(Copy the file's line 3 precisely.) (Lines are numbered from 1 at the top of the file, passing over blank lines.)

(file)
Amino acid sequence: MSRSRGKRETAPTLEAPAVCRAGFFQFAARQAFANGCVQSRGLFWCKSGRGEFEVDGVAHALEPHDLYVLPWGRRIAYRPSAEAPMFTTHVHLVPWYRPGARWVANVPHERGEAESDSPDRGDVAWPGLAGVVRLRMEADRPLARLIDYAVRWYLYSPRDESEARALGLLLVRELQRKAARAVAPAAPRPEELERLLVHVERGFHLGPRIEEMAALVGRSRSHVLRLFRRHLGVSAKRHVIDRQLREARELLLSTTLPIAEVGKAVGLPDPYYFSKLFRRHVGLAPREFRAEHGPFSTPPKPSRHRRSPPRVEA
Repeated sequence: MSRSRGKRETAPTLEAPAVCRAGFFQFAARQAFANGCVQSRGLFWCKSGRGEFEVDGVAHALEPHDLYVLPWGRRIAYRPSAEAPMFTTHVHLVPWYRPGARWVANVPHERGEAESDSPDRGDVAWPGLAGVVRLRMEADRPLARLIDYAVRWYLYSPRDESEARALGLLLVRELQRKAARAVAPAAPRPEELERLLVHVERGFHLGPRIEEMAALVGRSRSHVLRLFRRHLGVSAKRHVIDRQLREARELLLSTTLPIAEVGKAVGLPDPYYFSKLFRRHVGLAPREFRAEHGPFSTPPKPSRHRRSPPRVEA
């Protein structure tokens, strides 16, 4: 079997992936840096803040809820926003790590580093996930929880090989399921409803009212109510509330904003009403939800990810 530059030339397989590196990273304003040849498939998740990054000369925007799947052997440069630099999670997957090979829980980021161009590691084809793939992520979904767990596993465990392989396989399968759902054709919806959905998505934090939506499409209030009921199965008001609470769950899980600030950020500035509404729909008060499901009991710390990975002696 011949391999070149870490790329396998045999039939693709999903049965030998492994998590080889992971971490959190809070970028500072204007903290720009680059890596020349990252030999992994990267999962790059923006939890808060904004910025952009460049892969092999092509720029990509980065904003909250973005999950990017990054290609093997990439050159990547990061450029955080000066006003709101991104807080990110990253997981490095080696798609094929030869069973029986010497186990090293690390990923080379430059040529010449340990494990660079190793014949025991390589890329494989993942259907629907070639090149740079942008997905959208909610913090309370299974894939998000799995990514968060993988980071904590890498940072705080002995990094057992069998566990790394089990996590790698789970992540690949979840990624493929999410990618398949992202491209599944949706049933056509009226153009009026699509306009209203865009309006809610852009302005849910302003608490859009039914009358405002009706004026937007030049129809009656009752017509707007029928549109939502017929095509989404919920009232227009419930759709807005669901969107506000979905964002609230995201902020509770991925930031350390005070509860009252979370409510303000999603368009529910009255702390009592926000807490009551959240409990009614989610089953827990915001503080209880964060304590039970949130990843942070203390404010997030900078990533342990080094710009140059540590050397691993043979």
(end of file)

């Protein structure tokens, strides 16, 4: 079997992936840096803040809820926003790590580093996930929880090989399921409803009212109510509330904003009403939800990810 530059030339397989590196990273304003040849498939998740990054000369925007799947052997440069630099999670997957090979829980980021161009590691084809793939992520979904767990596993465990392989396989399968759902054709919806959905998505934090939506499409209030009921199965008001609470769950899980600030950020500035509404729909008060499901009991710390990975002696 011949391999070149870490790329396998045999039939693709999903049965030998492994998590080889992971971490959190809070970028500072204007903290720009680059890596020349990252030999992994990267999962790059923006939890808060904004910025952009460049892969092999092509720029990509980065904003909250973005999950990017990054290609093997990439050159990547990061450029955080000066006003709101991104807080990110990253997981490095080696798609094929030869069973029986010497186990090293690390990923080379430059040529010449340990494990660079190793014949025991390589890329494989993942259907629907070639090149740079942008997905959208909610913090309370299974894939998000799995990514968060993988980071904590890498940072705080002995990094057992069998566990790394089990996590790698789970992540690949979840990624493929999410990618398949992202491209599944949706049933056509009226153009009026699509306009209203865009309006809610852009302005849910302003608490859009039914009358405002009706004026937007030049129809009656009752017509707007029928549109939502017929095509989404919920009232227009419930759709807005669901969107506000979905964002609230995201902020509770991925930031350390005070509860009252979370409510303000999603368009529910009255702390009592926000807490009551959240409990009614989610089953827990915001503080209880964060304590039970949130990843942070203390404010997030900078990533342990080094710009140059540590050397691993043979």